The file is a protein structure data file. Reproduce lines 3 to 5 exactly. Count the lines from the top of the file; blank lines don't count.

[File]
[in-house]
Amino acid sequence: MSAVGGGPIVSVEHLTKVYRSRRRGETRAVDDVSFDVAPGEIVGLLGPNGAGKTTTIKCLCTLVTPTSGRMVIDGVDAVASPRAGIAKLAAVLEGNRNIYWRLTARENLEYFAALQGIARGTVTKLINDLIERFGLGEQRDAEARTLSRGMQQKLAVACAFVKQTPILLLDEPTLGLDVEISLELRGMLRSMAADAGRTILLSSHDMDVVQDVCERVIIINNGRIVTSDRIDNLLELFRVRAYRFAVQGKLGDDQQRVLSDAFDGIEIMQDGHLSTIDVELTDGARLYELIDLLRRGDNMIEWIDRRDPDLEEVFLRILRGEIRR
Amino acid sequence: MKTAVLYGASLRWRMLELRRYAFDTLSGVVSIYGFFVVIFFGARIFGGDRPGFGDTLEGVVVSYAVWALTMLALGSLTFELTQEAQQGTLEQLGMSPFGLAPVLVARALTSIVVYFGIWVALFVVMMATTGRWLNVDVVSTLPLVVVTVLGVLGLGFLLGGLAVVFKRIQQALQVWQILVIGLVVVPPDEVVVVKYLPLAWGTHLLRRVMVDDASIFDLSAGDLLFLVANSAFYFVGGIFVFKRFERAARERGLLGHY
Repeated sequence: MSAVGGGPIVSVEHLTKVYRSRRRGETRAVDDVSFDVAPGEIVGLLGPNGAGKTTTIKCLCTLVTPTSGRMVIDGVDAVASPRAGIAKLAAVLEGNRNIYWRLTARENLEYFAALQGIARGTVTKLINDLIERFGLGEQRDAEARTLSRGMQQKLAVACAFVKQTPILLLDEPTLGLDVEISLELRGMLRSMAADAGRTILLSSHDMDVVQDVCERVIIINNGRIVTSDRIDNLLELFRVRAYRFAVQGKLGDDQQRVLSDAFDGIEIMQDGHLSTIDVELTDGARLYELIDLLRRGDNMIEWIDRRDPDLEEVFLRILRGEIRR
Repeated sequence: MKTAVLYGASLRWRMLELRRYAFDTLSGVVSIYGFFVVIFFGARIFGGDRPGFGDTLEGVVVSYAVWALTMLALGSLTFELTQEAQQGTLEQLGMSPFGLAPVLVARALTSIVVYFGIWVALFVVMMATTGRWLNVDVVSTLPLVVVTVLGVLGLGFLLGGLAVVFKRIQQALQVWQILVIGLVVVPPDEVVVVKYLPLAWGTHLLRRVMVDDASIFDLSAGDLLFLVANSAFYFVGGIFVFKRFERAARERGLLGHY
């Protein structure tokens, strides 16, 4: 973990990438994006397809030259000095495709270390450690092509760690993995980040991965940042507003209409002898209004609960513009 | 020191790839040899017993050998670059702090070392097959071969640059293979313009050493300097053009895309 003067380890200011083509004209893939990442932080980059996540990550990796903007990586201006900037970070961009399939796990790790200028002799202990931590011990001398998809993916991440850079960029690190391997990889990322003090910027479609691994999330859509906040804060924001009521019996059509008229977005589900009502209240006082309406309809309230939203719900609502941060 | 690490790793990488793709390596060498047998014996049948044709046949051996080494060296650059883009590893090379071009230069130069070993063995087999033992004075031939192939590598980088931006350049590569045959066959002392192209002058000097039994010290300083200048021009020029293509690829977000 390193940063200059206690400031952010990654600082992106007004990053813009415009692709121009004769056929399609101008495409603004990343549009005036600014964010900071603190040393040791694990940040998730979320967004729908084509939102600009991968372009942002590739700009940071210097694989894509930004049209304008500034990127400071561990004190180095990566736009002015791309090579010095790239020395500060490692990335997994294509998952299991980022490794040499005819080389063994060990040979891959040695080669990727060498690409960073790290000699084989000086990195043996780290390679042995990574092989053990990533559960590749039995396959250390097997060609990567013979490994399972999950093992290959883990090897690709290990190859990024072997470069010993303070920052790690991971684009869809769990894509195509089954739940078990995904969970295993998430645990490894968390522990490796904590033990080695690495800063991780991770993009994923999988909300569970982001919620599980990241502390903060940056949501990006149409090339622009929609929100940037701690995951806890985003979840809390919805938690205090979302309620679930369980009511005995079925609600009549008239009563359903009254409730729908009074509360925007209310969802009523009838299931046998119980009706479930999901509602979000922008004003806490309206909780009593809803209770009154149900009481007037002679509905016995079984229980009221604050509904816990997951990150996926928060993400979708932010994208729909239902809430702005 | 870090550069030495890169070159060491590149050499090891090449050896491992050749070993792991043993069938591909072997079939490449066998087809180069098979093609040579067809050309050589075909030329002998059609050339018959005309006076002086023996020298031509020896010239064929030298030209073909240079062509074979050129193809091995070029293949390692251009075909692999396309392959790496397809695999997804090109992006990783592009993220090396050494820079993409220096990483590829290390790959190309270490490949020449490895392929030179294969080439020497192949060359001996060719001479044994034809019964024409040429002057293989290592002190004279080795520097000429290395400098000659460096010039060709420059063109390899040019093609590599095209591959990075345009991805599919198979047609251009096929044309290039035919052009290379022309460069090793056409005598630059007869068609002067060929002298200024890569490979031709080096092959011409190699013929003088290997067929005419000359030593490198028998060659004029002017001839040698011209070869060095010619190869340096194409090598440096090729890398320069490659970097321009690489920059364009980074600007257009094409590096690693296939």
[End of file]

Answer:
Amino acid sequence: MKTAVLYGASLRWRMLELRRYAFDTLSGVVSIYGFFVVIFFGARIFGGDRPGFGDTLEGVVVSYAVWALTMLALGSLTFELTQEAQQGTLEQLGMSPFGLAPVLVARALTSIVVYFGIWVALFVVMMATTGRWLNVDVVSTLPLVVVTVLGVLGLGFLLGGLAVVFKRIQQALQVWQILVIGLVVVPPDEVVVVKYLPLAWGTHLLRRVMVDDASIFDLSAGDLLFLVANSAFYFVGGIFVFKRFERAARERGLLGHY
Repeated sequence: MSAVGGGPIVSVEHLTKVYRSRRRGETRAVDDVSFDVAPGEIVGLLGPNGAGKTTTIKCLCTLVTPTSGRMVIDGVDAVASPRAGIAKLAAVLEGNRNIYWRLTARENLEYFAALQGIARGTVTKLINDLIERFGLGEQRDAEARTLSRGMQQKLAVACAFVKQTPILLLDEPTLGLDVEISLELRGMLRSMAADAGRTILLSSHDMDVVQDVCERVIIINNGRIVTSDRIDNLLELFRVRAYRFAVQGKLGDDQQRVLSDAFDGIEIMQDGHLSTIDVELTDGARLYELIDLLRRGDNMIEWIDRRDPDLEEVFLRILRGEIRR
Repeated sequence: MKTAVLYGASLRWRMLELRRYAFDTLSGVVSIYGFFVVIFFGARIFGGDRPGFGDTLEGVVVSYAVWALTMLALGSLTFELTQEAQQGTLEQLGMSPFGLAPVLVARALTSIVVYFGIWVALFVVMMATTGRWLNVDVVSTLPLVVVTVLGVLGLGFLLGGLAVVFKRIQQALQVWQILVIGLVVVPPDEVVVVKYLPLAWGTHLLRRVMVDDASIFDLSAGDLLFLVANSAFYFVGGIFVFKRFERAARERGLLGHY